This, I presume, is in response to a story I wrote about Geovany Soto singing Bob Marley in the Angels clubhouse before their game last Wednesday. Soto sings a lot. His teammates seem to like him quite a bit. He definitely lightens the mood, probably more than any other person in the room.
How important are those traits to the team winning? I’m not sure. It’s so hard to say with any degree of certainty. But I’d say the fact that Soto can hit is probably more impactful. He has much more pop than the Angels’ other catching option, Carlos Perez, and is finally getting the playing time to reflect that truth.
The Angels traded Kendrick because they obtained six years of Andrew Heaney for one year of Kendrick. It was a great trade, even if Heaney ends up succumbing to a torn UCL and undergoing Tommy John surgery. Heaney and Kendrick were similarly valuable last year.
Kendrick is a nice player, but the deal he signed with the Dodgers after last season — two years, $20 million — should show you that Heaney is a more valued commodity. Nobody wanted to top that and pay the first-round pick compensation attached to the qualifying offer.
By the way, Kendrick turns 33 in two months and has hit .279 with a .319 on-base percentage and .377 slugging percentage since leaving the Angels.
Johnny Giavotella has hit .261 with a .304 OBP and .358 slugging in that time. Kendrick’s better, obviously, but not nearly by enough to outweigh Heaney’s worth.
@jaydieguez: thoughts on the new saosin? Given the farm is in shambles should they draft for need? or best player available?
I have only heard the three singles from the new Saosin record. I particularly enjoyed “Control and the Urge to Pray.” I used to listen to their debut album a lot. It has been fun to go back to recently.
In this case, drafting for need and drafting the best player available are pretty much the same thing. The Angels could use prospects at every position on the field, so the best player available, whoever he is and wherever he plays, will fill a need.
Marcelo Pacheco also asked a similar question via email: Any plans to move Pujols out of the 4 spot? Please do so Sosh, been wanting this for a while now.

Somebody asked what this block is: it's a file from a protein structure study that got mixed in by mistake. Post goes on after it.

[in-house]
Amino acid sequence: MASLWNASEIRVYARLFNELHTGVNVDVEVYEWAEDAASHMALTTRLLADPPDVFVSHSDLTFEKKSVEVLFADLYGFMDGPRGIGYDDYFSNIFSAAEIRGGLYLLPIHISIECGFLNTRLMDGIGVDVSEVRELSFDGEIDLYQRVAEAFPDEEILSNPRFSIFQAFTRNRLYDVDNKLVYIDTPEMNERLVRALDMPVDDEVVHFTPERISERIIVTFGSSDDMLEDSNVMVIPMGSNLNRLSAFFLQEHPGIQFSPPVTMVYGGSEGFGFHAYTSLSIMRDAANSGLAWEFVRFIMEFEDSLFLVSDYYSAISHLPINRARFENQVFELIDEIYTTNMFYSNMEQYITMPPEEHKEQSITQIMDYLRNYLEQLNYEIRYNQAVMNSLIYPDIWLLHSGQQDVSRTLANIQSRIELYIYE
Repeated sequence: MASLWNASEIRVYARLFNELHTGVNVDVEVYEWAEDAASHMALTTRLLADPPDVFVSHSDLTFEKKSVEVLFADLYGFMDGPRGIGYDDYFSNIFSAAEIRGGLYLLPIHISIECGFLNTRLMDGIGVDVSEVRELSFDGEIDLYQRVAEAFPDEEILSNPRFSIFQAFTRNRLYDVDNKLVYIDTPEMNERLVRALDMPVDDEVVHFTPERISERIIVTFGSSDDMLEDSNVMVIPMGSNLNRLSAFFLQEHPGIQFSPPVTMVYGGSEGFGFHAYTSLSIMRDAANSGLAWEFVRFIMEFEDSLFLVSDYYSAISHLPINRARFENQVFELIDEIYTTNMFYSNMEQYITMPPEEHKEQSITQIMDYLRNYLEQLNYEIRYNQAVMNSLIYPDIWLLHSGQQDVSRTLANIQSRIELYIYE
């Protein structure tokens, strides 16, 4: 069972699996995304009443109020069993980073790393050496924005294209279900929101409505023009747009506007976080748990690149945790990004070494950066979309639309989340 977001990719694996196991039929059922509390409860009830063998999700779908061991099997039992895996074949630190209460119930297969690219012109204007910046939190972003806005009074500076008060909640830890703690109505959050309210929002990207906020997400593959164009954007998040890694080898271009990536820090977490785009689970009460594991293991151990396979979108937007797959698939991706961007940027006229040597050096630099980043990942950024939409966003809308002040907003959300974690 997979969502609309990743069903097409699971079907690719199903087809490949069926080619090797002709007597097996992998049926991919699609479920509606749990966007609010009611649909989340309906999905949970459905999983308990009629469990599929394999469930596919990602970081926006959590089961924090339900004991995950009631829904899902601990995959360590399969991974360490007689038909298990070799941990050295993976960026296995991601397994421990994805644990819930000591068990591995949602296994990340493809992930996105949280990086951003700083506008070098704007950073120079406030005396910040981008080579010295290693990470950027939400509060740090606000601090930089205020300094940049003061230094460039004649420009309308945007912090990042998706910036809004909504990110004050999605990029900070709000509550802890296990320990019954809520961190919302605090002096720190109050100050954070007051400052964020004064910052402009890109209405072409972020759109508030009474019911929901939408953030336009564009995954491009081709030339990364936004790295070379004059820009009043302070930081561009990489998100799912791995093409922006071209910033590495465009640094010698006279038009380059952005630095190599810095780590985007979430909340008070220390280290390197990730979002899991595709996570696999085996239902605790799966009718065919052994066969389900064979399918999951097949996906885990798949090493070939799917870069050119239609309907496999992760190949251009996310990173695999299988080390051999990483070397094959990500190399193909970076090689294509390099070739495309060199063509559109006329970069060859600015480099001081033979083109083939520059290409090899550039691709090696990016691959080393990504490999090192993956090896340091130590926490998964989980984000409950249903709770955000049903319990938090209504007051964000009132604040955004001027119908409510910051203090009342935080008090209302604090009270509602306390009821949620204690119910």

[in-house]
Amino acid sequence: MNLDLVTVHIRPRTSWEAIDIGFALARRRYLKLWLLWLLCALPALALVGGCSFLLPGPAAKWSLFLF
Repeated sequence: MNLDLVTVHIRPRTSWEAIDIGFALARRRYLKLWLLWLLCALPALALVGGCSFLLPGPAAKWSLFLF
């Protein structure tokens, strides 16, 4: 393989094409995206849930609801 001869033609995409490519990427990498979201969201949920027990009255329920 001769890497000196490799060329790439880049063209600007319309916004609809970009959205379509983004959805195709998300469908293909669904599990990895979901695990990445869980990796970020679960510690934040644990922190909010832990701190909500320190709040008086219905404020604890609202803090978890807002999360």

Scioscia was asked this a few days ago: Would you consider moving him down?
“No,” he said.
Five seconds later, he added: “I think you guys are misreading this if you don’t think he’s hitting the ball much better than his numbers show.”
While I understand the call for Pujols to move down in the lineup, I don’t think it’s as obvious a choice as many seem to think. For most teams, he would no longer be hitting cleanup. But, with the Angels, it comes down to this: Who do you think will hit better from here on out in 2016? Pujols or C.J. Cron?
Whoever you like should bat higher, of course. Pujols is again failing to get on base and Cron has come around impressively in recent weeks, but I think the smart money is on Pujols from here forward. He will not produce at the level you would expect from a cleanup hitter, no, but he might be the best the Angels have.
How bad would it have to get for Scioscia to drop him? He’d probably have to start striking out a lot more.
How bad would it have to get for Pujols to consider retirement? Really, really, really bad. He is still owed about $160 million from today forward.
The Angels will not commit to selling until another month has passed, at least, and probably two. If they do decide to make trades, they must still determine if they will sell only short-term rental types — Joe Smith, Yunel Escobar — or longer-term options, too, like Kole Calhoun, Huston Street and Hector Santiago.
@jw_mike: have the Angels quit or they’re just that bad?
They are lacking in good, healthy players.
That’s it for this week’s Angels mailbag. Send in your questions to the below addresses at any time, and check back each Monday for answers.